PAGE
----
We don’t want to ask for help. If someone can read our minds and see our need, then we will accept the help, but otherwise, we aren’t going to seek assistance. This is sometimes when we tend to “victimize” ourselves. We get upset and hurt if those around us don’t step in with timely aid, and we grumble and become bitter that people are blind to our needs. Now we are expecting others to see our “insides,” put their lives on hold, and then guess the proper solution to problem. Someone may have even dropped off a meal, but if you really desired help with childcare, then, the meal was probably quickly forgotten.
We need to be forthcoming about needing help and telling others exactly what we need help with. It often feels really difficult to call up a friend and ask, even if they told you to. “Let me know if you need anything” is easy for people to say, but it’s always hard to know who truly means it. Just ask yourself, “What’s the worst that can happen?” That person could say, “No.” Then what? Ask someone else.
If you refuse to ask or refuse to receive, you are robbing another person of a blessing. Allow them to receive that gift that you receive when you help others.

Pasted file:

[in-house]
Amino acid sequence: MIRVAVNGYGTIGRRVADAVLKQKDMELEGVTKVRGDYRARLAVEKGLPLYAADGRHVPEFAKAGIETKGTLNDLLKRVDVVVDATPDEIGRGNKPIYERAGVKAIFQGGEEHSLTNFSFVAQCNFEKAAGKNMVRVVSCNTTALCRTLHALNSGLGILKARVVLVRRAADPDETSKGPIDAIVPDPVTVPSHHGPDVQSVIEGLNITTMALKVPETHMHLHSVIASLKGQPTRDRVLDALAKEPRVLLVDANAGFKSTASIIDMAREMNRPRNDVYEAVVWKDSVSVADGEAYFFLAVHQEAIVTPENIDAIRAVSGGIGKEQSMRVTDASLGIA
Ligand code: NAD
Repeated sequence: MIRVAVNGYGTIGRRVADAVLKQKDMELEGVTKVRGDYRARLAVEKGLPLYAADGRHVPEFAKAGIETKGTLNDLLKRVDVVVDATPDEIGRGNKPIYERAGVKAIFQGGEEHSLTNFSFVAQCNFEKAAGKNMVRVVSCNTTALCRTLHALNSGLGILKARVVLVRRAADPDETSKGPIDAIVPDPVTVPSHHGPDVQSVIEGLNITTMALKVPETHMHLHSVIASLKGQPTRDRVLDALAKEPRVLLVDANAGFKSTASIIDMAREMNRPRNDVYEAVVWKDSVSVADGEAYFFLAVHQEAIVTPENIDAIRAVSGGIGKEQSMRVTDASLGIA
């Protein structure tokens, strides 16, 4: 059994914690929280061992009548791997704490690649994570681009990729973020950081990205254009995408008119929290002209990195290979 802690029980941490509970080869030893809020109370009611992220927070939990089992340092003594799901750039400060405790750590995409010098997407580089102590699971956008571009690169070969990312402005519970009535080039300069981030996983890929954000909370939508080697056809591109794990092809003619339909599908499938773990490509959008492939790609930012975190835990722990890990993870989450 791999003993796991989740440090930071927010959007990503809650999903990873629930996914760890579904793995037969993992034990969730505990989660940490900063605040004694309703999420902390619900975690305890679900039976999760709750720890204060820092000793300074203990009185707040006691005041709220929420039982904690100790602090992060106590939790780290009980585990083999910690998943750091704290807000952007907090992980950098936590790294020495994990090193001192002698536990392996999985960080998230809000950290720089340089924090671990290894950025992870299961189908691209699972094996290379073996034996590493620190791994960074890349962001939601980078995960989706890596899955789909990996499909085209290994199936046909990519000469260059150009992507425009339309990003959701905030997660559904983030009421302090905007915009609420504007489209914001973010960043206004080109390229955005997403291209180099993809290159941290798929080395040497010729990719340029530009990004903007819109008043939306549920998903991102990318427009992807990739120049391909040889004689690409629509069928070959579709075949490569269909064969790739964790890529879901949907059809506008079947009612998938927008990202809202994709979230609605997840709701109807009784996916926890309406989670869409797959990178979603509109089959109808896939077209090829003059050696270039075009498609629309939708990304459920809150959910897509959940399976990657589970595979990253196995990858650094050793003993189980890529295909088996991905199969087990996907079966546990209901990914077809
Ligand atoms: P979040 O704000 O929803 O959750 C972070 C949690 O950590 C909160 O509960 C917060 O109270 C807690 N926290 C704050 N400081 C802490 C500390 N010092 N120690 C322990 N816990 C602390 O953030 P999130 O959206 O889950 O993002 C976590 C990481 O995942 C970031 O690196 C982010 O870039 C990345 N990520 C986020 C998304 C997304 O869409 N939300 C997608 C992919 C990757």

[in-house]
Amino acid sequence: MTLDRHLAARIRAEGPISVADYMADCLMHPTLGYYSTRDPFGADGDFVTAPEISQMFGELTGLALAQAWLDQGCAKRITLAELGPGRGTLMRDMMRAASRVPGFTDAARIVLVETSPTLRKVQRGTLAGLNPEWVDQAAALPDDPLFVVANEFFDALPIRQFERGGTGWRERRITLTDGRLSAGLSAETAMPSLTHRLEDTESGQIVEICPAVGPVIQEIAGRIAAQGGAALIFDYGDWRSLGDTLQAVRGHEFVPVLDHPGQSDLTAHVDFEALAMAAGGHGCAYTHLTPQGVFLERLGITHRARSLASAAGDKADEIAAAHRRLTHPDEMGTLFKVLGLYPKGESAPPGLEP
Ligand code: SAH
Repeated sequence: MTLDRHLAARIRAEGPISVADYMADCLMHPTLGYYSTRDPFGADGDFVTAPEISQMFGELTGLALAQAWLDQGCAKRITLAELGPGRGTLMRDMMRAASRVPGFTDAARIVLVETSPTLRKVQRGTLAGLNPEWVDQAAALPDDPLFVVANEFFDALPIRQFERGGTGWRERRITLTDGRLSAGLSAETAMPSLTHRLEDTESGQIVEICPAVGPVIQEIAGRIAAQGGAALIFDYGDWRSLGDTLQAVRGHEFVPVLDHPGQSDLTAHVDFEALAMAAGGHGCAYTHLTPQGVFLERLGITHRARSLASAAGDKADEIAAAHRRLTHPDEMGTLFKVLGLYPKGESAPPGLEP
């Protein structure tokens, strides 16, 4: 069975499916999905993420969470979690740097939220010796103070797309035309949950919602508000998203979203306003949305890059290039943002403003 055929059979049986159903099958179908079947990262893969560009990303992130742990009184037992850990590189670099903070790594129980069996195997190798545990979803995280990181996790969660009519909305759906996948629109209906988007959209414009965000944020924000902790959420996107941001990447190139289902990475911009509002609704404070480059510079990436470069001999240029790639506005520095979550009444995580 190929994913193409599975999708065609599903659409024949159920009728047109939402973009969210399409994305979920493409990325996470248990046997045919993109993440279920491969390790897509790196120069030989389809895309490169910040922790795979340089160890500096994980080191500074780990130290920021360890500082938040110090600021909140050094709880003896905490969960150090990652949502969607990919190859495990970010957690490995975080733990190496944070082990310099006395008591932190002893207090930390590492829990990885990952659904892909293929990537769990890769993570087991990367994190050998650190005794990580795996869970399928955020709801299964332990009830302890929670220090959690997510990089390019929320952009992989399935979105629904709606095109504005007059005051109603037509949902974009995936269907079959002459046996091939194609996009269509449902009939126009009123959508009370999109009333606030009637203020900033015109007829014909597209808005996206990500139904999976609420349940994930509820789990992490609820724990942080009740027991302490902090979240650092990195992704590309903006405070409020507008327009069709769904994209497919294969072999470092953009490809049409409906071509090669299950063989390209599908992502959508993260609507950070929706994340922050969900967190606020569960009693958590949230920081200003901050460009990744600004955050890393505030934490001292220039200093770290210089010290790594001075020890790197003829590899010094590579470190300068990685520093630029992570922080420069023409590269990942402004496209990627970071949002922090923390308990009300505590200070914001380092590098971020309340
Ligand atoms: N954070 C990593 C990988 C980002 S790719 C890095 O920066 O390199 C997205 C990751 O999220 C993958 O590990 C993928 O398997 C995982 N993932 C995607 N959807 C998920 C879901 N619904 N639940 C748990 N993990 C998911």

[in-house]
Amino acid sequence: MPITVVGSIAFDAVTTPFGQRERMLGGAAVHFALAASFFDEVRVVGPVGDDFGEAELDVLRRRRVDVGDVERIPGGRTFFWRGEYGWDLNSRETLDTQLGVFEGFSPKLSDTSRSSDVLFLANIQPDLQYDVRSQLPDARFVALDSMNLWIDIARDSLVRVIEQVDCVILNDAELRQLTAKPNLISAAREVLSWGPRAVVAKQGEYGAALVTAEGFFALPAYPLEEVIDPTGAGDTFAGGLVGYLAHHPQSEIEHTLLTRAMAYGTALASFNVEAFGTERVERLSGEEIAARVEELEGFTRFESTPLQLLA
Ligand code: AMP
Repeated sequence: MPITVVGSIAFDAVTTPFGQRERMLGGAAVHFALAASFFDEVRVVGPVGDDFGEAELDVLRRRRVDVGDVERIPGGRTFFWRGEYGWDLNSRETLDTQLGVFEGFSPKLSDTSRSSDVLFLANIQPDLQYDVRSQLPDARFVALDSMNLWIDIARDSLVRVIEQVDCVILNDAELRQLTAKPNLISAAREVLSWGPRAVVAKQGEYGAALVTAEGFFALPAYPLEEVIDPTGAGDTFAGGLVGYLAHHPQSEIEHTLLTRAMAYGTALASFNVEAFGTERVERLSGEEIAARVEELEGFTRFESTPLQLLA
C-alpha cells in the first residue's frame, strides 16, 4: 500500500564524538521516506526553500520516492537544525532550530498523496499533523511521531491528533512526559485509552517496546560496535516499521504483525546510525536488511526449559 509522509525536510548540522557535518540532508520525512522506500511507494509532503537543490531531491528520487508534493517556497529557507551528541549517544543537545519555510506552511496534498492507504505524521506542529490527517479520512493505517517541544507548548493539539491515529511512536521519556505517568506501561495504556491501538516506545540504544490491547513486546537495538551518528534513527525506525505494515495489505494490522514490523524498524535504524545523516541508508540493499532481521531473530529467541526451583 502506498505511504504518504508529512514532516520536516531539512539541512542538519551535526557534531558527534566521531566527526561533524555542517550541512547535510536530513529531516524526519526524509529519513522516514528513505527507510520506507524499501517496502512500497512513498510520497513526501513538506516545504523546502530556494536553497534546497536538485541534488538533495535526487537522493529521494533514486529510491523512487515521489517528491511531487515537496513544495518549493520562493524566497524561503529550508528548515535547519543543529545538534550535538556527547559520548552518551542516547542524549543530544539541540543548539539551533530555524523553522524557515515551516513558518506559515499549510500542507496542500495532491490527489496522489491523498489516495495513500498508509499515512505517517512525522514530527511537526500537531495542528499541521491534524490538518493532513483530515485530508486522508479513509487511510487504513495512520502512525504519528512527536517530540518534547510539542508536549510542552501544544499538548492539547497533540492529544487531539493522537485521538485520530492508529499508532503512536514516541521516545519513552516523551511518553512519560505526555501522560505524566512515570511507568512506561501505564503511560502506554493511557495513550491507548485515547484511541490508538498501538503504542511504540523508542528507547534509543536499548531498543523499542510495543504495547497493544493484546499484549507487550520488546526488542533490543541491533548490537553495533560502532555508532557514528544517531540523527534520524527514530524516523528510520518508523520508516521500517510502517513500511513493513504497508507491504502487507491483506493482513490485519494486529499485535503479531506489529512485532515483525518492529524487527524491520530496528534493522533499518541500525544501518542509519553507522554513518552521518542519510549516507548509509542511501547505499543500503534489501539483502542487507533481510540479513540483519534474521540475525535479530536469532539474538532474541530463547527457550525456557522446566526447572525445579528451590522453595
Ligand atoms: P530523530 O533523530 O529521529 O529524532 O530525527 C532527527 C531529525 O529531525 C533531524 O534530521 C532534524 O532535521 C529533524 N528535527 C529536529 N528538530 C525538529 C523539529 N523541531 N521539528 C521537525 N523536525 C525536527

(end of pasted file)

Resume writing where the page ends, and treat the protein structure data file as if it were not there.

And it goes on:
Oil and perfume make the heart glad, and the sweetness of a friend comes from his earnest counsel. Do not forsake your friend and your father’s friend, and do not go to your brother’s house in the day of your calamity. Better is a neighbor who is near than a brother who is far away. Proverbs 27:9-10
Some people just don’t need or want help. They prefer to work through difficult times in solitude. There is nothing wrong with wanting to have some space to think and to regain a sense of normalcy. Sometimes, this is precisely what God wants for us as well. We discussed this in “Stuck or Still.” http://perfectjoyministries.wordpress.com/2014/04/02/stuck-or-still/
Be still, and know that I am God.Psalm 46:10a (kjv)
But know that the Lord hath set apart him that is godly for himself: the Lord will hear when I call unto him. Stand in awe, and sin not: commune with your own heart upon your bed, and be still.Psalm 4:3-4(kjv).